The rate of Arizonans applying for medical-marijuana cards has slowed down in the last couple of months, a stat that could indicate public confusion about pot's newfound legality.
A quick look at a recent update on the state Department of Health Services website shows that 14,852 people have been approved to legally possess marijuana under state law. The number of applications received only is slightly higher in the October 27 report; the state's been approving more than 99 percent of applications that come in.
After monthly increases of about 30 percent in the number of processed applications in July and August, the rate of increase dropped by almost half by September's end, to just under 18 percent.
From the end of September to October 27, the rate of increase was only 13.3 percent.
Putting those figures into words: Interest in the program appears to be waning.
Why would that be?
Does Arizona have fewer people who tolerate, need or -- dare we say it -- enjoy marijuana than California or Colorado? (California has an estimated one million qualified patients, while Colorado has more than 127,000 as of the end of August.)
That's doubtful. As the above-linked article on California notes, Colorado and Montana (which have better tracking systems than California's freewheeling program) show that 2 to 3 percent of the population signed up to possess weed legally. This means that Arizona, with about 6.4 million people, should have up to 128,000 folks (that's 2 percent of the population) who should be at least interested in signing up.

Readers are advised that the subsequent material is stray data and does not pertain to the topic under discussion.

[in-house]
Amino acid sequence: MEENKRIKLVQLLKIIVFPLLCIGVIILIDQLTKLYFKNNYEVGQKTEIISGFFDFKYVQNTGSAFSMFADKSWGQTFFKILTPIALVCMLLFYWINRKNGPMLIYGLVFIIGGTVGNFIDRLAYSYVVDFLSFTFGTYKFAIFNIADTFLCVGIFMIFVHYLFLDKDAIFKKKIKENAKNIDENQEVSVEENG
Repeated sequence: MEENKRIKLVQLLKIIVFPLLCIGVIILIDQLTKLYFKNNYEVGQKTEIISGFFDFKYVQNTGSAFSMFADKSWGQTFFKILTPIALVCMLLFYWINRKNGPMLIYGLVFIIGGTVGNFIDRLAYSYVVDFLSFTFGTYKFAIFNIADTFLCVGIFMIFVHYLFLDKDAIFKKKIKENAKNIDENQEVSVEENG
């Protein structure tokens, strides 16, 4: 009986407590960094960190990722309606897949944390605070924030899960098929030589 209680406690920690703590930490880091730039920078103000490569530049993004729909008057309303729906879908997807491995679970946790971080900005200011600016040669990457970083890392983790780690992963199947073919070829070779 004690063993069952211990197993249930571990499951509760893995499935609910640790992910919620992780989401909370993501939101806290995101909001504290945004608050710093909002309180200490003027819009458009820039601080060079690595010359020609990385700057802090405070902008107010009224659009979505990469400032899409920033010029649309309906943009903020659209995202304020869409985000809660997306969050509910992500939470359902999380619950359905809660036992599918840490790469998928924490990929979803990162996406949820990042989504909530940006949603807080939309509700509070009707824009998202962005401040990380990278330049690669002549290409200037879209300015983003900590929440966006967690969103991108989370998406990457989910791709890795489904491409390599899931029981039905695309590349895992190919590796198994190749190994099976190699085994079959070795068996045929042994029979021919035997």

True, the medical-marijuana programs in California and Colorado have been around longer and have had more time to build up interest. And even if Arizona's registry only goes up by 15 percent a month, the number of patients will surpass 100,000 in about four years, (by all means, check our math on that, and let us know if you disagree.)
Still, assuming our estimate is correct that there's 125,000 or so Arizonans who would like to have a card, we'd expect the registry to be booming much more than it is.
Our best guess is that Arizonans are hesitating to apply for cards because they're not sure if the program still is valid (and because there are no legal dispensaries in the state yet) thanks to Governor Jan Brewer's actions to thwart voters in Arizona.
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And they're not sure if it'll be valid in the near future, thanks to President Obama's actions to thwart voters and state legislatures around the country.
Carolyn Short, who led the unsuccessful campaign last year to defeat Arizona's Prop 203, recently lobbied Brewer to halt issuing registration cards, just as the governor halted the dispensary program. Short believes that a federal judge ultimately will rule that Arizona's medical marijuana is illegal, which will end the state's entire medical pot program.
If the rate of people applying for medical-marijuana cards in Arizona keeps decreasing, then eventually, the question of what the feds do will be irrelevant.